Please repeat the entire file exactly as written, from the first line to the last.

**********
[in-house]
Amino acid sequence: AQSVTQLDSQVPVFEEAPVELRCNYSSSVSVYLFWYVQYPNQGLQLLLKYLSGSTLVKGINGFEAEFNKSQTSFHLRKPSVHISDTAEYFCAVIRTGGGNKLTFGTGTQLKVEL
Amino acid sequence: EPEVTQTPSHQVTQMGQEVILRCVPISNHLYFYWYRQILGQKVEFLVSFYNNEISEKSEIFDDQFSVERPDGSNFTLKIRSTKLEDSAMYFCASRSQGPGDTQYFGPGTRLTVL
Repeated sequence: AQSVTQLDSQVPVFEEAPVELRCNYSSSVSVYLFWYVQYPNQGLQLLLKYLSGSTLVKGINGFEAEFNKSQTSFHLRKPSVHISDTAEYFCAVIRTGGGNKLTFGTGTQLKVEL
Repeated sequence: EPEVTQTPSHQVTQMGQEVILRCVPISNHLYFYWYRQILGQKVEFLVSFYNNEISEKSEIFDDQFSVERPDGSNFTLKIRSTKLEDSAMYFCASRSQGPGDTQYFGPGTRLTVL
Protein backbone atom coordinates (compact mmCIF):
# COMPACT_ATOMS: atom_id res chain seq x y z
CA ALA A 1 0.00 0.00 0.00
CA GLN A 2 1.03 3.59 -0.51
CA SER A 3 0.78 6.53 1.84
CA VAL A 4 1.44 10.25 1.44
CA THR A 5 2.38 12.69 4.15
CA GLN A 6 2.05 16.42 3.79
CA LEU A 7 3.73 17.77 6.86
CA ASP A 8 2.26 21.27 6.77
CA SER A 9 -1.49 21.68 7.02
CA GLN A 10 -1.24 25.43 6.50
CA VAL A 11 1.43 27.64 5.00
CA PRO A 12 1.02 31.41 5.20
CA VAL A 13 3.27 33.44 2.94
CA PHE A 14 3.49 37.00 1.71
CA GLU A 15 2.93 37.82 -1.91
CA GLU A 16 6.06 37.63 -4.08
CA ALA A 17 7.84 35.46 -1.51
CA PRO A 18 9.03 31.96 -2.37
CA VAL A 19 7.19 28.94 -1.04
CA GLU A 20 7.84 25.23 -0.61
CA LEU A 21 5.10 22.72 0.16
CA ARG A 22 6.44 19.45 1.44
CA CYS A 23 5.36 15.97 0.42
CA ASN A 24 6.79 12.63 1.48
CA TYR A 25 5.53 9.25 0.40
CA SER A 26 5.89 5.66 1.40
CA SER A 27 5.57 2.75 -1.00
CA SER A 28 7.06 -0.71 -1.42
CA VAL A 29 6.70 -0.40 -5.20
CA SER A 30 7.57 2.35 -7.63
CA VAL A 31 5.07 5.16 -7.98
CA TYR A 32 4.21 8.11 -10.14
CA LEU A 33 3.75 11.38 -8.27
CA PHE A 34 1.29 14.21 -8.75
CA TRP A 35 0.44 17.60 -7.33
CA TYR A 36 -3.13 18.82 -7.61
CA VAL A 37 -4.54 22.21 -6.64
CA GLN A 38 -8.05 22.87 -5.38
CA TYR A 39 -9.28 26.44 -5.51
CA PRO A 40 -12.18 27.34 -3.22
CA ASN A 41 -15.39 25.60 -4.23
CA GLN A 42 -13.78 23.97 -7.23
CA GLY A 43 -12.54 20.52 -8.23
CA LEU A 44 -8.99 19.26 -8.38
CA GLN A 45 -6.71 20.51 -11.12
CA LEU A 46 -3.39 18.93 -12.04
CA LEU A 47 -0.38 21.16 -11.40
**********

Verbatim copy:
[in-house]
Amino acid sequence: AQSVTQLDSQVPVFEEAPVELRCNYSSSVSVYLFWYVQYPNQGLQLLLKYLSGSTLVKGINGFEAEFNKSQTSFHLRKPSVHISDTAEYFCAVIRTGGGNKLTFGTGTQLKVEL
Amino acid sequence: EPEVTQTPSHQVTQMGQEVILRCVPISNHLYFYWYRQILGQKVEFLVSFYNNEISEKSEIFDDQFSVERPDGSNFTLKIRSTKLEDSAMYFCASRSQGPGDTQYFGPGTRLTVL
Repeated sequence: AQSVTQLDSQVPVFEEAPVELRCNYSSSVSVYLFWYVQYPNQGLQLLLKYLSGSTLVKGINGFEAEFNKSQTSFHLRKPSVHISDTAEYFCAVIRTGGGNKLTFGTGTQLKVEL
Repeated sequence: EPEVTQTPSHQVTQMGQEVILRCVPISNHLYFYWYRQILGQKVEFLVSFYNNEISEKSEIFDDQFSVERPDGSNFTLKIRSTKLEDSAMYFCASRSQGPGDTQYFGPGTRLTVL
Protein backbone atom coordinates (compact mmCIF):
# COMPACT_ATOMS: atom_id res chain seq x y z
CA ALA A 1 0.00 0.00 0.00
CA GLN A 2 1.03 3.59 -0.51
CA SER A 3 0.78 6.53 1.84
CA VAL A 4 1.44 10.25 1.44
CA THR A 5 2.38 12.69 4.15
CA GLN A 6 2.05 16.42 3.79
CA LEU A 7 3.73 17.77 6.86
CA ASP A 8 2.26 21.27 6.77
CA SER A 9 -1.49 21.68 7.02
CA GLN A 10 -1.24 25.43 6.50
CA VAL A 11 1.43 27.64 5.00
CA PRO A 12 1.02 31.41 5.20
CA VAL A 13 3.27 33.44 2.94
CA PHE A 14 3.49 37.00 1.71
CA GLU A 15 2.93 37.82 -1.91
CA GLU A 16 6.06 37.63 -4.08
CA ALA A 17 7.84 35.46 -1.51
CA PRO A 18 9.03 31.96 -2.37
CA VAL A 19 7.19 28.94 -1.04
CA GLU A 20 7.84 25.23 -0.61
CA LEU A 21 5.10 22.72 0.16
CA ARG A 22 6.44 19.45 1.44
CA CYS A 23 5.36 15.97 0.42
CA ASN A 24 6.79 12.63 1.48
CA TYR A 25 5.53 9.25 0.40
CA SER A 26 5.89 5.66 1.40
CA SER A 27 5.57 2.75 -1.00
CA SER A 28 7.06 -0.71 -1.42
CA VAL A 29 6.70 -0.40 -5.20
CA SER A 30 7.57 2.35 -7.63
CA VAL A 31 5.07 5.16 -7.98
CA TYR A 32 4.21 8.11 -10.14
CA LEU A 33 3.75 11.38 -8.27
CA PHE A 34 1.29 14.21 -8.75
CA TRP A 35 0.44 17.60 -7.33
CA TYR A 36 -3.13 18.82 -7.61
CA VAL A 37 -4.54 22.21 -6.64
CA GLN A 38 -8.05 22.87 -5.38
CA TYR A 39 -9.28 26.44 -5.51
CA PRO A 40 -12.18 27.34 -3.22
CA ASN A 41 -15.39 25.60 -4.23
CA GLN A 42 -13.78 23.97 -7.23
CA GLY A 43 -12.54 20.52 -8.23
CA LEU A 44 -8.99 19.26 -8.38
CA GLN A 45 -6.71 20.51 -11.12
CA LEU A 46 -3.39 18.93 -12.04
CA LEU A 47 -0.38 21.16 -11.40